Actor Harrison Ford crashed his plane at a golf course near Santa Monica Airport Thursday afternoon, according to sources at the airport.
Ford was piloting his Ryan PT-22, World War II-era single-engine plane after 2 p.m. when he hit the Penmar Golf Course, which is adjacent to the airport.
“I came out. I hear a thud,” said Penmar employee Howard Teba. “One of the golfers comes out and tells me that the plane just went down and sure enough: Beautiful yellow plane.”
Airport Administrator Stelios Makrides said the plane performed an emergency landing on the golf course and sources at the airport, who asked not to be named, said that Ford had received a post take-off call to return to the runway.
Ford was taken to the hospital and originally reported to be in critical condition by the Los Angeles Fire Department.
“There were two doctors on the scene and they were giving him first aid,” Teba said. “He had a massive gash on his forehead.”
Eli Karon, a real estate agent who works in the area, said he witnessed authorities responding to the crash.
“I raced down and saw them pull a gentleman out of the plane and try to get him stable,” he said.
The Los Angeles and Santa Monica fire departments responded to the crash.
Ford was transported to a local hospital in fair-to-moderate condition, according to Los Angeles Fire Asst. Chief Patrick Butler. He was alert, conscious and breathing.
Butler said single-engine plane crashes often cause deaths.
“We are very thankful that it’s an area … that didn’t impact residences,” he said. “These generally turn out quite traumatic.”
Ford was the only occupant and no one else was injured.
The National Transportation and Safety Board is now leading the investigation.
The actor known for piloting the Millennium Falcon in “Star Wars,” a floatplane in “Indian Jones” and a spinner in “Blade Runner” has been active in the fight to keep the airport open.
Last year, he and numerous other tenants of the airport filed a complaint challenging the often-disputed end date of an agreement that dictates who controls its 227 acres.
Ford also contributed tens of thousands of dollars to a campaign that was ultimately rejected by voters but would have lessened City Council’s control over the land.
The airport has long been a bone of contention for area residents who complain about the noise and pollution caused by the aircraft taking off and landing. Many neighbors fear for their safety, as the short runway is located about 300 feet from homes.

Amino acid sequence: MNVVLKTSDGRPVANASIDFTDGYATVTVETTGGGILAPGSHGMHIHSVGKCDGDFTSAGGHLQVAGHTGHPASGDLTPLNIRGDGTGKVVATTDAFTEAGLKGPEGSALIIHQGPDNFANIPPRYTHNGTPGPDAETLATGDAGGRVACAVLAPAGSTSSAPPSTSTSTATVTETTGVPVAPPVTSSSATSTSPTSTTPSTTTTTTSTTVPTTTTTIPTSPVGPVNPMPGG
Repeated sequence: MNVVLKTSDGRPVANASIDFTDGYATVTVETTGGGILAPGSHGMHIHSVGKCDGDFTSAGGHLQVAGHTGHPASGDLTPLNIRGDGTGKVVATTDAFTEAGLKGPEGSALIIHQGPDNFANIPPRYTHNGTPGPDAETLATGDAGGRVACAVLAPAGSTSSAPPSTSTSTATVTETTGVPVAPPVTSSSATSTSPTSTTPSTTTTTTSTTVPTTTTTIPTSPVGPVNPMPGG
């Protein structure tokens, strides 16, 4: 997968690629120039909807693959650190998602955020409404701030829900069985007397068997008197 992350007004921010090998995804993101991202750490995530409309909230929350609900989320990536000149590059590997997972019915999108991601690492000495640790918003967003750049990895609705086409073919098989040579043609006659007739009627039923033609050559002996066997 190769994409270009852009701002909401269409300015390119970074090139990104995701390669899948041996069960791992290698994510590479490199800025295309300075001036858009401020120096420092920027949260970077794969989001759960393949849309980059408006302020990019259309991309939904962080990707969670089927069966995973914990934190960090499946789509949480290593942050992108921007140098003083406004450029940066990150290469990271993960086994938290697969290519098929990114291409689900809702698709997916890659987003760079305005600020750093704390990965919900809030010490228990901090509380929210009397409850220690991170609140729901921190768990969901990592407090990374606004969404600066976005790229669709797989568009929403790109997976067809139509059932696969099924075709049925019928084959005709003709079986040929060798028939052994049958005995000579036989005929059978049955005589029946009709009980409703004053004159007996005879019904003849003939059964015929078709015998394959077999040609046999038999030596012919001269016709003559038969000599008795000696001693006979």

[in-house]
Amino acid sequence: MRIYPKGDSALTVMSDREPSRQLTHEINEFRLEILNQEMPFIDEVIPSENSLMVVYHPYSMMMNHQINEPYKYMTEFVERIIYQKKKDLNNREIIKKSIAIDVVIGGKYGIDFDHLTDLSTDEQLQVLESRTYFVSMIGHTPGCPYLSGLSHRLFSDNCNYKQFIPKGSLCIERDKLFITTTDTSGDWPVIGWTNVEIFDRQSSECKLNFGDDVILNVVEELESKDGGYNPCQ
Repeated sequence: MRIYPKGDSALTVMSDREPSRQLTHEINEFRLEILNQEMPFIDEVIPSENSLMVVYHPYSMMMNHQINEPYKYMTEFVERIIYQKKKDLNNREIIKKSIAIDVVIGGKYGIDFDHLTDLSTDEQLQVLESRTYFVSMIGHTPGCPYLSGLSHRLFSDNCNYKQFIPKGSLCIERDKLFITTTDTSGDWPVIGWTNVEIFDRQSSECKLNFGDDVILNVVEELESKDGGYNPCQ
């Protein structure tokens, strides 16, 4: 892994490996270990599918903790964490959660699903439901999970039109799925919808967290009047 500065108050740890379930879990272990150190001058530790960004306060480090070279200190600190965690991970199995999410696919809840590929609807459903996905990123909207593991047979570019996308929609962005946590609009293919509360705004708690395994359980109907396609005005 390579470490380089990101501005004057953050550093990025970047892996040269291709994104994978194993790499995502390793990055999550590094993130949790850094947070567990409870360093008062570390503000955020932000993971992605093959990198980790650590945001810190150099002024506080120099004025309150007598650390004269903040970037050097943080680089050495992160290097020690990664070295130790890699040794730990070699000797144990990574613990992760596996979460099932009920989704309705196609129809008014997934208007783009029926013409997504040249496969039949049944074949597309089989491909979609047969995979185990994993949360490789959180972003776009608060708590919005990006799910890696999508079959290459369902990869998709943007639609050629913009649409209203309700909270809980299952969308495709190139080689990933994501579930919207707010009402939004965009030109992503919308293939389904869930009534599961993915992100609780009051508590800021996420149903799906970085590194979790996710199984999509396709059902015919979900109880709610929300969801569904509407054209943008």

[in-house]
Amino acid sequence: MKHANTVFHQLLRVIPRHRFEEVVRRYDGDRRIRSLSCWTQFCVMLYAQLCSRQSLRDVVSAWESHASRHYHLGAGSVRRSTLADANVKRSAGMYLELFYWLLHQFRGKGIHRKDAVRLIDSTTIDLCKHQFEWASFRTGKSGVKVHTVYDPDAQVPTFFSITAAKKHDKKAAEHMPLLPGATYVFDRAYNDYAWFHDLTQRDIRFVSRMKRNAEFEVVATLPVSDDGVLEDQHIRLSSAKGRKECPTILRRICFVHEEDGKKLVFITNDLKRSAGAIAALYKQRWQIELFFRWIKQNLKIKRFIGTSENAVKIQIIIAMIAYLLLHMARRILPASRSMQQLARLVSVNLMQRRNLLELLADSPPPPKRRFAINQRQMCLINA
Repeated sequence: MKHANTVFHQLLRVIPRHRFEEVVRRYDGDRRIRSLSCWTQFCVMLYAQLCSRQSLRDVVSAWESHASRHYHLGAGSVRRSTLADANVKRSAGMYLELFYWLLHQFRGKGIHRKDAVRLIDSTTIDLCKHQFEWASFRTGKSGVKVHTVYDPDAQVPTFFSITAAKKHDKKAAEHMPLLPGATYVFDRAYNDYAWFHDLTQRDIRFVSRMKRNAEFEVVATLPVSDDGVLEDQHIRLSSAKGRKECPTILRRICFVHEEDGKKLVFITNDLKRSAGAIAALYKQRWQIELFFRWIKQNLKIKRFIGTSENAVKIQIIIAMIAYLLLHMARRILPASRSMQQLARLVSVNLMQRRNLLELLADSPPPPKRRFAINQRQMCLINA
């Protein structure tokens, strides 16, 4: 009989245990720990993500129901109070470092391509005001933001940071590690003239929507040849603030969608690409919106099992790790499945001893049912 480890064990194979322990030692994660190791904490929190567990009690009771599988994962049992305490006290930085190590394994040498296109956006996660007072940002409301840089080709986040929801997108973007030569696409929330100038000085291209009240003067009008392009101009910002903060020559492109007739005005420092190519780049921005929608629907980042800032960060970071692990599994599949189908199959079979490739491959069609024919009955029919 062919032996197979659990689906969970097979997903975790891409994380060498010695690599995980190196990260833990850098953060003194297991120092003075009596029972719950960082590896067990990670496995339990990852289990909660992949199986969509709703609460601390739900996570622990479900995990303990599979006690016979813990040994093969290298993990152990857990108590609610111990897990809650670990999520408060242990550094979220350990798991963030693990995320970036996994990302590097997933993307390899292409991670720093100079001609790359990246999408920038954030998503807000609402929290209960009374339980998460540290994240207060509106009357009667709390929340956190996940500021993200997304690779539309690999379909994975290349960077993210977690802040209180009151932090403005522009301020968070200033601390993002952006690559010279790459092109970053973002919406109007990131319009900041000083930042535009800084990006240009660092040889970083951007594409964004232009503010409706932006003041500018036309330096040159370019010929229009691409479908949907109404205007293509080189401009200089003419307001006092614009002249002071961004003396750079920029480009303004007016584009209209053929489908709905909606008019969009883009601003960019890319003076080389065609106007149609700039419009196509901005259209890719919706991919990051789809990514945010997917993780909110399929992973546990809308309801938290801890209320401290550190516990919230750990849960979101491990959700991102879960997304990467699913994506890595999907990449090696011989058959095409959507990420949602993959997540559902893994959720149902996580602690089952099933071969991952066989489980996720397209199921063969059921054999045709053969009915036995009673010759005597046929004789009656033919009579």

In July 2010, Robert R. Davenport, 60, died after crashing a single-engine Cessna 152 near the eighth hole of Penmar Golf Course. The plane had just taken off from the airport.
In 2013, four people were killed after a jet veered off the airport runway, slamming into a hangar and catching fire. The NTSB has not concluded its investigation as to why that crash occurred.
In 1970, Santa Monica City Councilmember Ken Wamsley was killed after his plane hit a house in the area near the golf course.
“We are grateful there was no loss of life,” Mayor Kevin McKeown said of Ford’s crash. “Coincidentally, today I received a letter from an aviation consultant urging pilots to fly additional and unnecessary flights over Santa Monica neighborhoods, apparently as political pressure. This madness must stop.”
Airport Commission Chair David Goddard, a vocal opponent of the airport, said the crash could have been even more disastrous if happened in a busier place.
“Generally, the public is concerned about the planes operating over a densely populated area,” he said. “The city is well aware of the risks associated with operating an airport there.”
A key deadline looms for the future of SMO. On July 1, the expiration of a 1984 agreement between the Federal Aviation Administration and City Hall is expected to give the latter more control of the airport. Council may choose to close a portion of the runway, making it less attractive to pilots.
The Airport Commission recently asked council to raise airport leases to market rate and keep the terms month-to-month. Currently, commissioners said, some aviation tenants are paying vastly reduced rates.
Some airport opponents have referred to this as a strangulation policy, making the airport less attractive to pilots rather than shutting it down.